BANGOR, Maine — Nearly every American-born Catholic who walked into St. John Catholic Church on York Street Sunday afternoon would have recognized that a Mass was being celebrated.
They would not have been surprised to see a priest at the altar raising a host above his head as he prepared Communion. A Maine Catholic who simply wandered in might not, however, have understood the language in which the people were praying.
“Senor, no soy digno de que entres en mi casa,” the 60 or so people kneeling in the church prayed in unison, “pero una palabra tuya bastara para sanarme.”
It would have quickly become apparent to non-Spanish speakers that the words are those said at every Mass — “Lord, I am not worthy to receive you, but only say the word and I shall be healed.”
Mass was celebrated in Spanish at St. John’s for the second time this year. Last month, the Roman Catholic Diocese of Portland began offering Mass in Spanish at 1 p.m. on the second Sunday of each month.
About 35 people attended what is believed to be the first Spanish Mass held in the Bangor church, on Jan. 9. The next Mass in Spanish will be celebrated on March 14.
The request for a Spanish Mass at St. John’s officially came from Maria Rave, whose family owns and operates Thistle’s Restaurant. The founder of Chispa, a group made up of more than 60 Spanish speakers who live and work in northern Maine, knew that if a Mass were offered, the Hispanic community would embrace it.
“They are almost glowing in their gratitude,” the Rev. Philip M. Tracy of Portland said after conducting Sunday’s Mass, “and they all really express it.”
Tracy, who was ordained a priest in 1960 and retired in 2001, taught himself Spanish years ago. He also celebrates weekly Masses in Spanish at Sacred Heart-St. Dominic Catholic Church in Portland and at St. Patrick Catholic Church in Lewiston.
The priest said it might be possible for him to celebrate weekly Spanish Masses in Bangor if it can be coordinated with the southern Maine churches.
The diocese’s Hispanic outreach dates back to the late 1980s and early 1990s when the Rev. Frank Morin, now in Augusta, began celebrating Mass for Mexican workers from the egg farms in Turner. Morin, who spent five years at a mission in Bolivia, also celebrated Mass in Spanish in Portland and Cherryfield, when he served parishes in those communities.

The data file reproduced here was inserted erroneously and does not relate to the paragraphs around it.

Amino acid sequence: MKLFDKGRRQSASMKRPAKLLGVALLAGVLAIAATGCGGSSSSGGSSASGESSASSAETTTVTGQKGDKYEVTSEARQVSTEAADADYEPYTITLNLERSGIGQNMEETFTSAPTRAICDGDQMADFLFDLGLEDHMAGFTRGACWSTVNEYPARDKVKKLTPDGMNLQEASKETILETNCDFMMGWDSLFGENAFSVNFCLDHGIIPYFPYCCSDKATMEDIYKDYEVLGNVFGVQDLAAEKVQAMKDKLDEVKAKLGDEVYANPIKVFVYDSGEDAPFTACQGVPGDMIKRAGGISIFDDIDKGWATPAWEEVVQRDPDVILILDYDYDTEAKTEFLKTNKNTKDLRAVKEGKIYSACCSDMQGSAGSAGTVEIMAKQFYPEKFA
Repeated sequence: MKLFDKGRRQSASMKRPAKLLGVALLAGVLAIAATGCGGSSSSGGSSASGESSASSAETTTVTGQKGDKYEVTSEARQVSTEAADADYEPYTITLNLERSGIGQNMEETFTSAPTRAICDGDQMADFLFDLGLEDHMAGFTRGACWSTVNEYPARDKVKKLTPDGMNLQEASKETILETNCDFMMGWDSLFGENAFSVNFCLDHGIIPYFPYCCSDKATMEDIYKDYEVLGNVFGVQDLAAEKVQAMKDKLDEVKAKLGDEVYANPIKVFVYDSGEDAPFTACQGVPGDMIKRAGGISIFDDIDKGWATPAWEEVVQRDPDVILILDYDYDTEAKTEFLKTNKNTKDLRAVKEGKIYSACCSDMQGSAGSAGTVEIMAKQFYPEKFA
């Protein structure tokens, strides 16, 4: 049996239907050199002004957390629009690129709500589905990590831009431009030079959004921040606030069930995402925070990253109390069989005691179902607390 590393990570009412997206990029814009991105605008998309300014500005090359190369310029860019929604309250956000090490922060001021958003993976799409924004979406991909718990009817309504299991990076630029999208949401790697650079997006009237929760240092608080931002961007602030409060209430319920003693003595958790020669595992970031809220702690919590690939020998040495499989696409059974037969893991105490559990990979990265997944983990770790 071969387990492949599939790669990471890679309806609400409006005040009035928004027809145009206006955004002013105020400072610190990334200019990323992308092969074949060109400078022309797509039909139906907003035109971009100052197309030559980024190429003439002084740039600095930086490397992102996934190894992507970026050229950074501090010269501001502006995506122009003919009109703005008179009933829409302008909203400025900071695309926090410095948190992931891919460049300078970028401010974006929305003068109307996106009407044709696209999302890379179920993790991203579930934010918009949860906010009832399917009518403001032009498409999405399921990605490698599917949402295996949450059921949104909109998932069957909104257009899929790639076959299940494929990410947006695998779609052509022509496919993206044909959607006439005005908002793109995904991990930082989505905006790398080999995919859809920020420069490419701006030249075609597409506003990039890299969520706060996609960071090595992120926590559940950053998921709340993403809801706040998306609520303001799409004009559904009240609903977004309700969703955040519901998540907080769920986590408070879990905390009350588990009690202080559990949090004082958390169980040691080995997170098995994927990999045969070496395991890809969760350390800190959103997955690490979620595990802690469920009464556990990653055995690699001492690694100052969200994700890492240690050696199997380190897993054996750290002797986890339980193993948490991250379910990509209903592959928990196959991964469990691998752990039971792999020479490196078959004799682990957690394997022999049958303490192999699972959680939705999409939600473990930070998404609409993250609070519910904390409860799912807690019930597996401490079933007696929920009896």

The Hispanic ministry was launched in 2005 with a grant from the Sisters of Mercy and funding from the diocese. Sister Patricia Pora, who returned to Maine in 2001 after years of missionary work in Peru, saw a need for the ministry in her work as interpreter in Portland’s home health nursing program in the mid-1990s and more recently in her work at Mercy Hospital in Portland.
Pora, a member of the Sisters of Mercy, said Sunday that expanding the Hispanic ministry into northern and eastern Maine “is something we had to do.”
“Having Mass in Spanish in my parish is just great,” Maria Tijan-Wieck of Bangor said after Sunday’s service.
“The older you are, the more you miss your roots,” the native of Spain said of why she came to the Mass.
Maria Sandwiess, a native of Peru who now lives in Bangor, brought her son to experience the Mass in Spanish.
“As a Catholic, it is very important to go to weekly Mass, wherever you are,” she said. “I’m very happy to have the Mass in Spanish here. We want to teach our children our language and religion.”
It is possible, according to Pora, for other sacraments such as baptisms, marriages and funerals to be performed in Spanish. The state’s geography and the fact that, to her knowledge, only three priests speak Spanish well enough to conduct Mass and deliver a homily in Spanish, have made it difficult to offer the sacraments regu-larly to Hispanic Catholics in their native language.
Pora told the diocesan magazine Harvest that because so many Latin nations are impoverished, the people who live in them readily relate to the suffering of Christ.
“They are Good Friday people,” she said in an article published in the May-June 2008 issue. “They’ve been through so much, and that’s what they relate to, and that’s why they relate so much to Jesus because of what he went through.”
Rave said that while nearly all of the adults who attended Sunday’s Mass understood Spanish, their native countries included Italy, Brazil, Argentina, Mexico, Peru and Costa Rica. Most now live in Greater Bangor, but one family came from Washington County to take part in the Spanish Mass.
Pora said the U.S. Census Bureau has estimated there are 15,000 Hispanics in Maine. She expects that number to increase after this year’s census is completed.
For more information on the Hispanic ministry, call Sister Patricia Pora at 615-2522 or visit the diocesan Web site at www.portlanddiocese.net/unafamilia.